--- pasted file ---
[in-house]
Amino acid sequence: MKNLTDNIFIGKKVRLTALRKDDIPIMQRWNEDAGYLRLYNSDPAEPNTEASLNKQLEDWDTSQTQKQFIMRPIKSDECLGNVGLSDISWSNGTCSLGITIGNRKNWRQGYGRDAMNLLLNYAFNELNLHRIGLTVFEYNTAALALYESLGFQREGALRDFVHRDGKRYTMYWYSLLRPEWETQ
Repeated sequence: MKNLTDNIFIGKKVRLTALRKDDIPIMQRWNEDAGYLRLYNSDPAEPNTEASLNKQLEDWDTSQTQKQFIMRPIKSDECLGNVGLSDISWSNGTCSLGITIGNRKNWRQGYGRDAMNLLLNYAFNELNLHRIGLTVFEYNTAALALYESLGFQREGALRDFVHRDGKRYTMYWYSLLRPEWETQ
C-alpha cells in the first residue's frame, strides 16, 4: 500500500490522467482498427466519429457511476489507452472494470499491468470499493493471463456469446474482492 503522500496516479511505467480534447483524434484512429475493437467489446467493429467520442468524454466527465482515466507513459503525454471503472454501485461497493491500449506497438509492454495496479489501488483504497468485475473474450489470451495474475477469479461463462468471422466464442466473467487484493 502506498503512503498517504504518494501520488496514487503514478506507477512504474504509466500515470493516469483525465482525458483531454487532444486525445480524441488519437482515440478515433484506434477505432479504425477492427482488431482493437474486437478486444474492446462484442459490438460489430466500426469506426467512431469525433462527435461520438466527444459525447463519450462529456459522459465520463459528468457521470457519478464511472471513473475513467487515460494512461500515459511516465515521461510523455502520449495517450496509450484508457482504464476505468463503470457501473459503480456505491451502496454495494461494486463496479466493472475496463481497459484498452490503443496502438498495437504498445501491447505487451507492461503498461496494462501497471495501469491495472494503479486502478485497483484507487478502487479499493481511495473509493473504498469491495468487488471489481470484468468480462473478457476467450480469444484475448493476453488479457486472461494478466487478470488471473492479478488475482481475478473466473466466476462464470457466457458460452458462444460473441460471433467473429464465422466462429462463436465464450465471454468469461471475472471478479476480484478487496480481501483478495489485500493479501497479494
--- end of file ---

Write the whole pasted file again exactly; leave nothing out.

[in-house]
Amino acid sequence: MKNLTDNIFIGKKVRLTALRKDDIPIMQRWNEDAGYLRLYNSDPAEPNTEASLNKQLEDWDTSQTQKQFIMRPIKSDECLGNVGLSDISWSNGTCSLGITIGNRKNWRQGYGRDAMNLLLNYAFNELNLHRIGLTVFEYNTAALALYESLGFQREGALRDFVHRDGKRYTMYWYSLLRPEWETQ
Repeated sequence: MKNLTDNIFIGKKVRLTALRKDDIPIMQRWNEDAGYLRLYNSDPAEPNTEASLNKQLEDWDTSQTQKQFIMRPIKSDECLGNVGLSDISWSNGTCSLGITIGNRKNWRQGYGRDAMNLLLNYAFNELNLHRIGLTVFEYNTAALALYESLGFQREGALRDFVHRDGKRYTMYWYSLLRPEWETQ
C-alpha cells in the first residue's frame, strides 16, 4: 500500500490522467482498427466519429457511476489507452472494470499491468470499493493471463456469446474482492 503522500496516479511505467480534447483524434484512429475493437467489446467493429467520442468524454466527465482515466507513459503525454471503472454501485461497493491500449506497438509492454495496479489501488483504497468485475473474450489470451495474475477469479461463462468471422466464442466473467487484493 502506498503512503498517504504518494501520488496514487503514478506507477512504474504509466500515470493516469483525465482525458483531454487532444486525445480524441488519437482515440478515433484506434477505432479504425477492427482488431482493437474486437478486444474492446462484442459490438460489430466500426469506426467512431469525433462527435461520438466527444459525447463519450462529456459522459465520463459528468457521470457519478464511472471513473475513467487515460494512461500515459511516465515521461510523455502520449495517450496509450484508457482504464476505468463503470457501473459503480456505491451502496454495494461494486463496479466493472475496463481497459484498452490503443496502438498495437504498445501491447505487451507492461503498461496494462501497471495501469491495472494503479486502478485497483484507487478502487479499493481511495473509493473504498469491495468487488471489481470484468468480462473478457476467450480469444484475448493476453488479457486472461494478466487478470488471473492479478488475482481475478473466473466466476462464470457466457458460452458462444460473441460471433467473429464465422466462429462463436465464450465471454468469461471475472471478479476480484478487496480481501483478495489485500493479501497479494